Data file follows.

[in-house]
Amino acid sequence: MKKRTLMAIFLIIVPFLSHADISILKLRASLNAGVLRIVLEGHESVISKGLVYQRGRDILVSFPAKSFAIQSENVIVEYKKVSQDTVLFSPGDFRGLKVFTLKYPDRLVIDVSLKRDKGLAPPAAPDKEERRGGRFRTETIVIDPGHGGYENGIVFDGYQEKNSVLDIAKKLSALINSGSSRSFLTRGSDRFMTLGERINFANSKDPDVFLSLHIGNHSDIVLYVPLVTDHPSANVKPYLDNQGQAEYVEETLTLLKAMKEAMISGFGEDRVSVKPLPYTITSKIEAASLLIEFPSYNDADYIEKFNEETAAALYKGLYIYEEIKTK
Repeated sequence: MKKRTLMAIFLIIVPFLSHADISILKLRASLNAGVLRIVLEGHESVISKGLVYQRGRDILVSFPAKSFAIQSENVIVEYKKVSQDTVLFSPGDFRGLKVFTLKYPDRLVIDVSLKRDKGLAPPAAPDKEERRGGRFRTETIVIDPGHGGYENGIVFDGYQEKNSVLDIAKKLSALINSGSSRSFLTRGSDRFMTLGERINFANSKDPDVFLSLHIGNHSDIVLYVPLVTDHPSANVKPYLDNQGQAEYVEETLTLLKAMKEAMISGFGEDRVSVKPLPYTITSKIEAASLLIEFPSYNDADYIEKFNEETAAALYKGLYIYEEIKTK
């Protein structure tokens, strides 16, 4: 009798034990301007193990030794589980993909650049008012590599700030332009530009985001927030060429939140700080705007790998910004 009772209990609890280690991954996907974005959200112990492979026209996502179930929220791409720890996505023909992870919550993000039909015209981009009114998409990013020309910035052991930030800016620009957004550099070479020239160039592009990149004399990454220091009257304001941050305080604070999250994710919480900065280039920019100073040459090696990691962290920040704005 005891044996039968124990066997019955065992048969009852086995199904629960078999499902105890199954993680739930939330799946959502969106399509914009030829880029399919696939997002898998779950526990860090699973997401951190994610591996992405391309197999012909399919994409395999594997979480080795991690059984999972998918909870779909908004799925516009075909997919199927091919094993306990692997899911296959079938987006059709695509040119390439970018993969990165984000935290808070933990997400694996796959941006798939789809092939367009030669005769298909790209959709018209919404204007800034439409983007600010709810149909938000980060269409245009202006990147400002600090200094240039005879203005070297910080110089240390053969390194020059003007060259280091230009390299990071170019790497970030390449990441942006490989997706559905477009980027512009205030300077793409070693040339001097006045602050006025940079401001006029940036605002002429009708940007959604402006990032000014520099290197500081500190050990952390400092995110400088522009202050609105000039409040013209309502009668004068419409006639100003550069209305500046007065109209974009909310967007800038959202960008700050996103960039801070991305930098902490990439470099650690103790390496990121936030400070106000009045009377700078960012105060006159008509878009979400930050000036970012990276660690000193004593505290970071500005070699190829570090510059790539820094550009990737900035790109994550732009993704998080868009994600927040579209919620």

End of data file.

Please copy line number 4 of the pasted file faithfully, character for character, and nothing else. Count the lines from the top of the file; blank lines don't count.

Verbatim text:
């Protein structure tokens, strides 16, 4: 009798034990301007193990030794589980993909650049008012590599700030332009530009985001927030060429939140700080705007790998910004 009772209990609890280690991954996907974005959200112990492979026209996502179930929220791409720890996505023909992870919550993000039909015209981009009114998409990013020309910035052991930030800016620009957004550099070479020239160039592009990149004399990454220091009257304001941050305080604070999250994710919480900065280039920019100073040459090696990691962290920040704005 005891044996039968124990066997019955065992048969009852086995199904629960078999499902105890199954993680739930939330799946959502969106399509914009030829880029399919696939997002898998779950526990860090699973997401951190994610591996992405391309197999012909399919994409395999594997979480080795991690059984999972998918909870779909908004799925516009075909997919199927091919094993306990692997899911296959079938987006059709695509040119390439970018993969990165984000935290808070933990997400694996796959941006798939789809092939367009030669005769298909790209959709018209919404204007800034439409983007600010709810149909938000980060269409245009202006990147400002600090200094240039005879203005070297910080110089240390053969390194020059003007060259280091230009390299990071170019790497970030390449990441942006490989997706559905477009980027512009205030300077793409070693040339001097006045602050006025940079401001006029940036605002002429009708940007959604402006990032000014520099290197500081500190050990952390400092995110400088522009202050609105000039409040013209309502009668004068419409006639100003550069209305500046007065109209974009909310967007800038959202960008700050996103960039801070991305930098902490990439470099650690103790390496990121936030400070106000009045009377700078960012105060006159008509878009979400930050000036970012990276660690000193004593505290970071500005070699190829570090510059790539820094550009990737900035790109994550732009993704998080868009994600927040579209919620």